Like most newspapers across the country, the Chicago Tribune has cut its staff and coverage drastically. Much of their national and international news is purchased from either the New York Times or the Associated Press and runs in the paper’s second section.
There was an exception in today’s Tribune, which ran a New York Times story prominently at the bottom of the first page. I don’t always love the Tribune’s editorial positions, especially when they’re addressing union issues, but they nailed it this time because the story addresses news of profound significance. You’ve probably read or heard about it elsewhere by now but I’m going to follow the practice of my favorite online writer, Kareem Abdul-Jabbar, who first summarizes news stories he wants to react to and then follows it with a section he calls “My Take.”
The article reports on the ongoing work of right-wing thinkers, some of whom are former Trump staffers while others are connected with conservative think tanks like The Heritage Foundation. This group is preparing plans for reorganizing the executive branch of government in 2025, assuming the Republicans regain the White House. Their guiding principle is to “seize” (their word) any locus of power in the executive branch not currently under the total control of the president. One primary target is the regulatory agencies – the EPA, the FTC, the SEC, etc. – and eliminate any autonomy these agencies have over appointments and policies which conservatives have come to see as obstacles to the implementation of presidential will. They contend that, collectively, they are part of the “deep state” that is at work to undermine conservative policies.
The Department of Justice and the Attorney General’s Office would now act as implementers and enforcers for the President, much as former president Trump tried to shape them during his term in office. Presumably, this includes mobilizing the FBI and the CIA to support the President as he sees fit.
Finally, all employees of the executive branch of government would now serve at the President’s will and could be dismissed if he feels they are acting in ways at odds with his wishes and mandates, thus overriding more than a century of civil service policies.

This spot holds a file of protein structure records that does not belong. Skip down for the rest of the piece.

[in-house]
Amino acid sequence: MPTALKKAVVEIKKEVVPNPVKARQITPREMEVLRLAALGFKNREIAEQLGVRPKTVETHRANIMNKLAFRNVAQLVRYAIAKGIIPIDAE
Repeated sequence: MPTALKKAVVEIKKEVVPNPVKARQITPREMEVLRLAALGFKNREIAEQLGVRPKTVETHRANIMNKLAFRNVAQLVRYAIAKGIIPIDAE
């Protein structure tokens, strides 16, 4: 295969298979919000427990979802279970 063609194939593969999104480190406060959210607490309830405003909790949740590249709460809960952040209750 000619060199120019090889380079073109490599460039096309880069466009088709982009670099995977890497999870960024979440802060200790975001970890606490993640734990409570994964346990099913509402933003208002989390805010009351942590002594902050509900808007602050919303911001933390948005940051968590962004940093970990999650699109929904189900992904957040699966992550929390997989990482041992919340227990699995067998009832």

My Take: This is one of the scariest policy agendas I have ever encountered. Please tell me what I’m missing here. Those Founding Fathers that our Federalist Society- shaped Supreme Court justices are so fond of quoting in their “originalist” decisions were trying to create a form of government that was the antithesis of the monarchy against which they had rebelled. All their decisions and plans were informed by the desire to constrain the leader of this new Republic from exercising absolute power. This is what the whole system of checks and balances was about. It’s true that the 2025 plan addresses only the executive branch, presumably leaving the legislative and judicial branches to continue to carry out that checks and balances function, but it’s inevitable that this strong-man model of government would move to encroach on those other branches in ways that would concentrate even more power in the president’s hands. I think they call that dictatorship.
The right-wing architects of this policy are taking a calculated risk by broadcasting these plans so far ahead of the next presidential election. They are obviously assuming that a large enough segment of the voting population will find this dictator-lite model attractive enough to get behind. Certainly, the Republican base is already infected with conspiracy theories about the sinister deep state. In their view it must be eliminated to clear the way for the president to overcome the socialist, communist, fascist elements attempting to destroy our country. But how does that play with the other 70% of the voters?
I will be sorely disappointed if the Democrats don’t find a way to use this announcement from the Heritage Society and their friends to raise the alarm for most Americans and help them see the terrifying threat to individual rights – those very rights conservatives claim to be defending – represented by a government that concentrates so much power in the hands of a single individual. Although the plans are supposedly intended for use by any Republican who might win in 2024, there is a clear hope that it will be Donald Trump in whose hands these new powers will fall. That makes the ideas being promoted doubly frightening since he has demonstrated his lack of understanding of democracy and his ability to use his power for revenge against his opponents and enemies, rather than for the collective good.
These frightening proposals need to be taken seriously and attacked now that they’re out in the open, so that it’s clear to anyone even close to the fence how dangerous they are to the form of government that has made us the envy of the rest of the world. These 2025 ideas make the strongest possible case for opposing a second term of office for Donald Trump.
I didn’t intend to make this the entire focus of this week’s posting. It’s much wonkier than I tend to be and readers who enjoy my more personal entries may be disappointed, but there’s a thin line for me between the personal and the political. What I’ve written about here constitutes a personal threat to me.
One more thing. A teacher friend reminded me yesterday that he and his colleagues will report to work on August 14th. In some parts of the country the start of school is even nearer. So, I’m sending to teachers here in Chicago and elsewhere my hope that you will take full advantage of the remaining refueling time available to you. Teaching is hard work. You deserve this time to recharge. Your students will be the better for it.